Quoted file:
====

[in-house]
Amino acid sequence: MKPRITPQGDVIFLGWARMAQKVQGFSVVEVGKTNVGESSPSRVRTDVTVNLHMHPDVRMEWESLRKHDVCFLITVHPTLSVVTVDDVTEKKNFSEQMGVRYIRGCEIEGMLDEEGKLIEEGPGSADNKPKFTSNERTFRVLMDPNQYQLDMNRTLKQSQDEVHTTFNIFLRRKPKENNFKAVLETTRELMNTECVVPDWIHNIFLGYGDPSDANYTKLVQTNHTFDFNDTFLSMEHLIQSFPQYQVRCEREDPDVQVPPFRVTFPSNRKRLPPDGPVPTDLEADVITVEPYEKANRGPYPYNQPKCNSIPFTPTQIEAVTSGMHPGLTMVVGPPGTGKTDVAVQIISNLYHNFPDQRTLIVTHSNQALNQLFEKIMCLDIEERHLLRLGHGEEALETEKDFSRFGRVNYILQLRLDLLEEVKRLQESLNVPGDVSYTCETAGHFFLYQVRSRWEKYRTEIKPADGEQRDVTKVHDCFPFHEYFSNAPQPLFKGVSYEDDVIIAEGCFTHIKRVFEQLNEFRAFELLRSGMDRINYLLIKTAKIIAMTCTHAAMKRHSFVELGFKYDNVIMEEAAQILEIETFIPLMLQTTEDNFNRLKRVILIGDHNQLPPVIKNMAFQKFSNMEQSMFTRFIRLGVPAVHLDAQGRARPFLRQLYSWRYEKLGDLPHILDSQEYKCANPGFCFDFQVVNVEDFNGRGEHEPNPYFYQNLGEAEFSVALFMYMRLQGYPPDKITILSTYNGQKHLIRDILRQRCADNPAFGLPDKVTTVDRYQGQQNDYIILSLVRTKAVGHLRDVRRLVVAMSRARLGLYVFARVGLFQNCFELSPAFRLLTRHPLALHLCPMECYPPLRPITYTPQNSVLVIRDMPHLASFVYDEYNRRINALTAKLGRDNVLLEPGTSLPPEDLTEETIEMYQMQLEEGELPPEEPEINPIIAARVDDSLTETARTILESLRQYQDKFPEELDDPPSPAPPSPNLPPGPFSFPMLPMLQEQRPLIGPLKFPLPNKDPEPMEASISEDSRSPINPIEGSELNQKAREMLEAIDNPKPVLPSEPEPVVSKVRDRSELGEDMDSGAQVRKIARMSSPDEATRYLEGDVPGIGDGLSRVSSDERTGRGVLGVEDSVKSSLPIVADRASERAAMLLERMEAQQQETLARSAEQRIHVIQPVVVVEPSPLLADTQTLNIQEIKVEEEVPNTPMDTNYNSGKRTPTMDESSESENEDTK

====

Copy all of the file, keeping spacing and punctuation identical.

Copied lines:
[in-house]
Amino acid sequence: MKPRITPQGDVIFLGWARMAQKVQGFSVVEVGKTNVGESSPSRVRTDVTVNLHMHPDVRMEWESLRKHDVCFLITVHPTLSVVTVDDVTEKKNFSEQMGVRYIRGCEIEGMLDEEGKLIEEGPGSADNKPKFTSNERTFRVLMDPNQYQLDMNRTLKQSQDEVHTTFNIFLRRKPKENNFKAVLETTRELMNTECVVPDWIHNIFLGYGDPSDANYTKLVQTNHTFDFNDTFLSMEHLIQSFPQYQVRCEREDPDVQVPPFRVTFPSNRKRLPPDGPVPTDLEADVITVEPYEKANRGPYPYNQPKCNSIPFTPTQIEAVTSGMHPGLTMVVGPPGTGKTDVAVQIISNLYHNFPDQRTLIVTHSNQALNQLFEKIMCLDIEERHLLRLGHGEEALETEKDFSRFGRVNYILQLRLDLLEEVKRLQESLNVPGDVSYTCETAGHFFLYQVRSRWEKYRTEIKPADGEQRDVTKVHDCFPFHEYFSNAPQPLFKGVSYEDDVIIAEGCFTHIKRVFEQLNEFRAFELLRSGMDRINYLLIKTAKIIAMTCTHAAMKRHSFVELGFKYDNVIMEEAAQILEIETFIPLMLQTTEDNFNRLKRVILIGDHNQLPPVIKNMAFQKFSNMEQSMFTRFIRLGVPAVHLDAQGRARPFLRQLYSWRYEKLGDLPHILDSQEYKCANPGFCFDFQVVNVEDFNGRGEHEPNPYFYQNLGEAEFSVALFMYMRLQGYPPDKITILSTYNGQKHLIRDILRQRCADNPAFGLPDKVTTVDRYQGQQNDYIILSLVRTKAVGHLRDVRRLVVAMSRARLGLYVFARVGLFQNCFELSPAFRLLTRHPLALHLCPMECYPPLRPITYTPQNSVLVIRDMPHLASFVYDEYNRRINALTAKLGRDNVLLEPGTSLPPEDLTEETIEMYQMQLEEGELPPEEPEINPIIAARVDDSLTETARTILESLRQYQDKFPEELDDPPSPAPPSPNLPPGPFSFPMLPMLQEQRPLIGPLKFPLPNKDPEPMEASISEDSRSPINPIEGSELNQKAREMLEAIDNPKPVLPSEPEPVVSKVRDRSELGEDMDSGAQVRKIARMSSPDEATRYLEGDVPGIGDGLSRVSSDERTGRGVLGVEDSVKSSLPIVADRASERAAMLLERMEAQQQETLARSAEQRIHVIQPVVVVEPSPLLADTQTLNIQEIKVEEEVPNTPMDTNYNSGKRTPTMDESSESENEDTK